I would install just a pole on the rv roof. Then with every campsite you'll need to get up on the roof and install the antenna in the correct direction. It's just 2 ubolts that need to be tightened on the pole. This of course may be a limitation if your physical abilities don't allow you to climb up there all the time.

doright 08-17-2013 03:54 AM

Quote:

Originally Posted by gggplaya (Post 1688379)
I wouldn't worry too much about power boosting. Many times if the antenna signal is amplified too much, you end up saturating the signal and making it worse. "Boosting" is a marketing term because cell phone devices already take a weak signal and amplify the signal as much as they need. Cell phones do have a lower limit due to being a battery driven device, but i think even at that limit the signal is just too weak to amplify. The only reason to amplify with a "booster" is to gather the cleaner signal outside on the roof, and amplify it at the antenna to eliminate signal loss through the long stretch of cable. But many of these so called "boosters" don't do that.

You're best bet if you don't want to spend too much money is to simply install an external directional antenna on top of your travel trailer or tow vehicle. Ask verizon or att where the nearest tower is in the area and point the antenna directly at it. That unamplified signal will be much better than any gain amplified omnidirectional signal. Because when you amplify signal, not only do you amplify the signals you want, but you also amplify the signal you don't want as well. Directional antennas help to isolate the signal to only what you want.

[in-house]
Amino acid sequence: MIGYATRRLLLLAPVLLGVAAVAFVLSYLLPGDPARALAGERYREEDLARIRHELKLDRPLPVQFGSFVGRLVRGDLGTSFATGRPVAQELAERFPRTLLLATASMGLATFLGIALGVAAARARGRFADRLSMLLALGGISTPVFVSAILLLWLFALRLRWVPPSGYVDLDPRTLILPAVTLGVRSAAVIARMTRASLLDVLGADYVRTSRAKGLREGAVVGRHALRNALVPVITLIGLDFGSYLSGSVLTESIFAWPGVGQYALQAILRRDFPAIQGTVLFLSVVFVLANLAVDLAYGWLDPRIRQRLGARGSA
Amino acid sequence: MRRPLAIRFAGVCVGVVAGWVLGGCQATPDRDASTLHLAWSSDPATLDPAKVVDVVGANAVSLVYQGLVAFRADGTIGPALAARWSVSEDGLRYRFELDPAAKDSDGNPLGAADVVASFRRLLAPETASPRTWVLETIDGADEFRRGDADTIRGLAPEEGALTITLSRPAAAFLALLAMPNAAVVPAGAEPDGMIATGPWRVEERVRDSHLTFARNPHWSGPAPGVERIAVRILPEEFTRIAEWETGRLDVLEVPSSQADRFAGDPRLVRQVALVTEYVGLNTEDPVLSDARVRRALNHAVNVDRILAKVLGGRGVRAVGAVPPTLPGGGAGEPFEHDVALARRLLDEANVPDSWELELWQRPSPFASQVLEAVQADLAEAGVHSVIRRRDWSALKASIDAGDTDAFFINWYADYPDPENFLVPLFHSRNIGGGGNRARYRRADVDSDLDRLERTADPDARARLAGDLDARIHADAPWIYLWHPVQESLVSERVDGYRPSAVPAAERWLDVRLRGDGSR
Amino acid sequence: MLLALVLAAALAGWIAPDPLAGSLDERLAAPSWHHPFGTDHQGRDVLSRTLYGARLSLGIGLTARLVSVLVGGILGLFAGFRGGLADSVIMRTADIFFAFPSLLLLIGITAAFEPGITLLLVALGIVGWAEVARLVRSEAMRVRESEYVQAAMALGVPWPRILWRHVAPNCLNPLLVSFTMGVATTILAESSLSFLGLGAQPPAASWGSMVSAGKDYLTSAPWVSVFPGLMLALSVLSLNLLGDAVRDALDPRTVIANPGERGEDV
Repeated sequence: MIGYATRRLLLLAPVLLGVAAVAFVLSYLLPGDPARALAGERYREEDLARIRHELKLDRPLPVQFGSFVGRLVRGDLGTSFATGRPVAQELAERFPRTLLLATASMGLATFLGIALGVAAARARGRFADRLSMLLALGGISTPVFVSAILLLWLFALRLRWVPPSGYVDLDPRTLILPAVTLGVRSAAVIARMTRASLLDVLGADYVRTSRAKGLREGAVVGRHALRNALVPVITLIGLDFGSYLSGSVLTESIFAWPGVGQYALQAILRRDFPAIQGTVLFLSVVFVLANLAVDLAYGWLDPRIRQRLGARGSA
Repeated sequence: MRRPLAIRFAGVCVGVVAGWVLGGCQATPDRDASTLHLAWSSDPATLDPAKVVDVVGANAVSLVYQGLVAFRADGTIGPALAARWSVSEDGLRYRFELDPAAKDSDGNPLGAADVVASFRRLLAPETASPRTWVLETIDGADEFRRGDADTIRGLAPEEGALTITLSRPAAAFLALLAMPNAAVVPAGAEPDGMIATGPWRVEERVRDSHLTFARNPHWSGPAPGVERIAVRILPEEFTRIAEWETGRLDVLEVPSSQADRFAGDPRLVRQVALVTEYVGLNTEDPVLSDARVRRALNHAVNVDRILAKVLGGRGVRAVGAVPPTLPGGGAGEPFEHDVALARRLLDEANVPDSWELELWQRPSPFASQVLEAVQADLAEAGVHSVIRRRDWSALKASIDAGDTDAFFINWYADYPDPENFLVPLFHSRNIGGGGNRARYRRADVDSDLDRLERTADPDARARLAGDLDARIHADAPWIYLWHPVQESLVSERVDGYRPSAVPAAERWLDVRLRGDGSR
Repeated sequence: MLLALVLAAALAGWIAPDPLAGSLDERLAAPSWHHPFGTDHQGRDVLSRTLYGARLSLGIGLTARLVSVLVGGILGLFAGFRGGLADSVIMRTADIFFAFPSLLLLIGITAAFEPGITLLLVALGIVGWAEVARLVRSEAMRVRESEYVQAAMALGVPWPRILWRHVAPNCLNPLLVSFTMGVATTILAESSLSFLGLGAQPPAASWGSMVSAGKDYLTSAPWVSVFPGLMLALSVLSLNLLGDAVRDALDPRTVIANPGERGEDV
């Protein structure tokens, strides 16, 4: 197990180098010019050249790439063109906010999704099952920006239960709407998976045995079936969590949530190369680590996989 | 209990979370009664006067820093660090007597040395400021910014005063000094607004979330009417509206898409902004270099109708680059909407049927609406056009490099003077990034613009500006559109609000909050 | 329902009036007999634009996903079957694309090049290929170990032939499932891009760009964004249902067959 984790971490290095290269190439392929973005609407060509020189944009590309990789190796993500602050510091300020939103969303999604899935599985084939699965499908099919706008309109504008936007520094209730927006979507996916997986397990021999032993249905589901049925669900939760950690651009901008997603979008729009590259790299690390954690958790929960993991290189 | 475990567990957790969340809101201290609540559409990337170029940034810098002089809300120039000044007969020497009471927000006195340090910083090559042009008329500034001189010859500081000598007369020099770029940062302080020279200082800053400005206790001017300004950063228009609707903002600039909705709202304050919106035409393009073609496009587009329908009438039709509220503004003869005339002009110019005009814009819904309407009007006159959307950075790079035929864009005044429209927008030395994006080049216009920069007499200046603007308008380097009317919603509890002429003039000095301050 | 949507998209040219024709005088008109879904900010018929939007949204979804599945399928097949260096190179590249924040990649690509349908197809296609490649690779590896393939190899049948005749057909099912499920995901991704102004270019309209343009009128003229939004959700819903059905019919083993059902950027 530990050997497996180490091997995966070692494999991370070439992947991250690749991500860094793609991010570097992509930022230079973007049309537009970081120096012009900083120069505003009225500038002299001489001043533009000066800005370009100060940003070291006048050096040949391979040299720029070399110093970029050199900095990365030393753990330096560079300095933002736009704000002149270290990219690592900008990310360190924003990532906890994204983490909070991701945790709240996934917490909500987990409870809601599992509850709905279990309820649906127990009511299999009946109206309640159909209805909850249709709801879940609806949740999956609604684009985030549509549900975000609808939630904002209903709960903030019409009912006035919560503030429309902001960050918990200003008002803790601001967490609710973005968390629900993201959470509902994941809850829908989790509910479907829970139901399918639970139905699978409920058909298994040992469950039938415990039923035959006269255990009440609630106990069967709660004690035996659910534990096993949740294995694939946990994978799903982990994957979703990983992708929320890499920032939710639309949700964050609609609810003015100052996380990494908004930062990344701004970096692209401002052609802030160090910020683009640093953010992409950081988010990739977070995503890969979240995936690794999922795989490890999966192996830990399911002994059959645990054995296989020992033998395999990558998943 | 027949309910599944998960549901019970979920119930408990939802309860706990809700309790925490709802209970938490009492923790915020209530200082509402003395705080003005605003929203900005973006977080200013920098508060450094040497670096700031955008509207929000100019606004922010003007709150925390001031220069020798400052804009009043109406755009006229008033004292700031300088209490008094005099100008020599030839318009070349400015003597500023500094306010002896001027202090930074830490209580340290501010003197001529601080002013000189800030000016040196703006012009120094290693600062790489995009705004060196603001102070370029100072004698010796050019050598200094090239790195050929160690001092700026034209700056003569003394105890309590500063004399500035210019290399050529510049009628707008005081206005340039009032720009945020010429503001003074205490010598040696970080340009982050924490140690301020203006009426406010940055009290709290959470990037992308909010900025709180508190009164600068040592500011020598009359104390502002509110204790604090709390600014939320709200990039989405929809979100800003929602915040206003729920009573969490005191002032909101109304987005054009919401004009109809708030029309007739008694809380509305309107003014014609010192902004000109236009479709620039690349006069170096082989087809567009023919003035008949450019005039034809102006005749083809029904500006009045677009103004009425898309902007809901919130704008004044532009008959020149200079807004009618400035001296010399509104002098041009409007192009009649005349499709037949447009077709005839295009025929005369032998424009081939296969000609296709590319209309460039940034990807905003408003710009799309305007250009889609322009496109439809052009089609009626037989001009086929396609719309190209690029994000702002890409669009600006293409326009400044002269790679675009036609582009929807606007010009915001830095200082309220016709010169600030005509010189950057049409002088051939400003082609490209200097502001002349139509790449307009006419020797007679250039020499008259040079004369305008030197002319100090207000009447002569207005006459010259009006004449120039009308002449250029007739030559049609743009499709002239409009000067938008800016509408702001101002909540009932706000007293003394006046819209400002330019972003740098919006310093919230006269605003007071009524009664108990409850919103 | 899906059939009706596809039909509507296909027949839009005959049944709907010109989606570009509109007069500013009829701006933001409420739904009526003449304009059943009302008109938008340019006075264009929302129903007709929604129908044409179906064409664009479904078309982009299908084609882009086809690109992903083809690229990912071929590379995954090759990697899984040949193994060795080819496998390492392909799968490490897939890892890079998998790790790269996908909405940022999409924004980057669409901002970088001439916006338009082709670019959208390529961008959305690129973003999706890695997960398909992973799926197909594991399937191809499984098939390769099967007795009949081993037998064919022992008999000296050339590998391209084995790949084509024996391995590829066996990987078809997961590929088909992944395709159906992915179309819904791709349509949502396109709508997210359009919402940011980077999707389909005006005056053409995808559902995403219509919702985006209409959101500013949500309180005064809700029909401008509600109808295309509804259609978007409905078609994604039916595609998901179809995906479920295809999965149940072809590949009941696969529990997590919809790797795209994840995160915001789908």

My verizon 4150L wifi device has an external antenna port, which can connect to a rooftop antenna. This is perfect for trying to get internet and i think a more reliable way to go instead of a signal repeater. For your cell phone, i would use a wilson sleek($100) or something of that nature connected to an external antenna as well, this doesn't need to be 4g compatible, only the antenna for your internet device.

I would install just a pole on the rv roof. Then with every campsite you'll need to get up on the roof and install the antenna in the correct direction. It's just 2 ubolts that need to be tightened on the pole. This of course may be a limitation if your physical abilities don't allow you to climb up there all the time.

I want to thank everyone for their help. You guys have been great..thank you again, I take every bit of advice, and I investigate the information I'm given.

Ray,IN 08-17-2013 04:27 PM

Jack Mayer and wife live full-time in their 5th wheel, and maintain a very good website for use by anyone wishing to benefit from his extensive research to follow his lifestyle. His website has a Communications section containing the results of his personal testing and evaluation of many communications related products. I think you will find it very useful.

TXiceman 08-17-2013 06:01 PM

Wilson Cell Phone Signal Boosters

We have a cell booster and it does great.

Ken